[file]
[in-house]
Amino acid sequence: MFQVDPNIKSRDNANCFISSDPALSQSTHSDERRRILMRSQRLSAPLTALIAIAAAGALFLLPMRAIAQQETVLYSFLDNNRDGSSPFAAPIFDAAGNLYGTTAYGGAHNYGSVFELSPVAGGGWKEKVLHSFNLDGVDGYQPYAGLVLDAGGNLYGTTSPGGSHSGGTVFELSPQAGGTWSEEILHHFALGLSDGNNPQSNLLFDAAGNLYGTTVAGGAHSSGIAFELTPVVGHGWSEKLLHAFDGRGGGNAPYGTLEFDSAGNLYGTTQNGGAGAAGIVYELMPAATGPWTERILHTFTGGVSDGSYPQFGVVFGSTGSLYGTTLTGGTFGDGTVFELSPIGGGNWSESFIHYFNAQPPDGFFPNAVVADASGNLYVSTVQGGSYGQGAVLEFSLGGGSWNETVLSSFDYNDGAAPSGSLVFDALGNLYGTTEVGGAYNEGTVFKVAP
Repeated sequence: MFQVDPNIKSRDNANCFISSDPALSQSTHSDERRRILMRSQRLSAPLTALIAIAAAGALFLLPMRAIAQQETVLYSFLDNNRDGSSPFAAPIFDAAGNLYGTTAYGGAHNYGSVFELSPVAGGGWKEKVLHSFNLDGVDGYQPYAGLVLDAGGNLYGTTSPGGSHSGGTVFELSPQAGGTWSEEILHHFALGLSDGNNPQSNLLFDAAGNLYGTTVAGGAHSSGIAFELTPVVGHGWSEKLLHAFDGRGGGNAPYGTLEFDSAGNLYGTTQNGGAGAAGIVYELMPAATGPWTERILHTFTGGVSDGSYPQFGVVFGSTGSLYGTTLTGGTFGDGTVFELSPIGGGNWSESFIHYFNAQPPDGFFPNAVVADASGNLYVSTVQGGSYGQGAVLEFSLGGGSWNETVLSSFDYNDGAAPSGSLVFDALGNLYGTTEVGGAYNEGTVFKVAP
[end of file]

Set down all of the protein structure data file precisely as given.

[in-house]
Amino acid sequence: MFQVDPNIKSRDNANCFISSDPALSQSTHSDERRRILMRSQRLSAPLTALIAIAAAGALFLLPMRAIAQQETVLYSFLDNNRDGSSPFAAPIFDAAGNLYGTTAYGGAHNYGSVFELSPVAGGGWKEKVLHSFNLDGVDGYQPYAGLVLDAGGNLYGTTSPGGSHSGGTVFELSPQAGGTWSEEILHHFALGLSDGNNPQSNLLFDAAGNLYGTTVAGGAHSSGIAFELTPVVGHGWSEKLLHAFDGRGGGNAPYGTLEFDSAGNLYGTTQNGGAGAAGIVYELMPAATGPWTERILHTFTGGVSDGSYPQFGVVFGSTGSLYGTTLTGGTFGDGTVFELSPIGGGNWSESFIHYFNAQPPDGFFPNAVVADASGNLYVSTVQGGSYGQGAVLEFSLGGGSWNETVLSSFDYNDGAAPSGSLVFDALGNLYGTTEVGGAYNEGTVFKVAP
Repeated sequence: MFQVDPNIKSRDNANCFISSDPALSQSTHSDERRRILMRSQRLSAPLTALIAIAAAGALFLLPMRAIAQQETVLYSFLDNNRDGSSPFAAPIFDAAGNLYGTTAYGGAHNYGSVFELSPVAGGGWKEKVLHSFNLDGVDGYQPYAGLVLDAGGNLYGTTSPGGSHSGGTVFELSPQAGGTWSEEILHHFALGLSDGNNPQSNLLFDAAGNLYGTTVAGGAHSSGIAFELTPVVGHGWSEKLLHAFDGRGGGNAPYGTLEFDSAGNLYGTTQNGGAGAAGIVYELMPAATGPWTERILHTFTGGVSDGSYPQFGVVFGSTGSLYGTTLTGGTFGDGTVFELSPIGGGNWSESFIHYFNAQPPDGFFPNAVVADASGNLYVSTVQGGSYGQGAVLEFSLGGGSWNETVLSSFDYNDGAAPSGSLVFDALGNLYGTTEVGGAYNEGTVFKVAP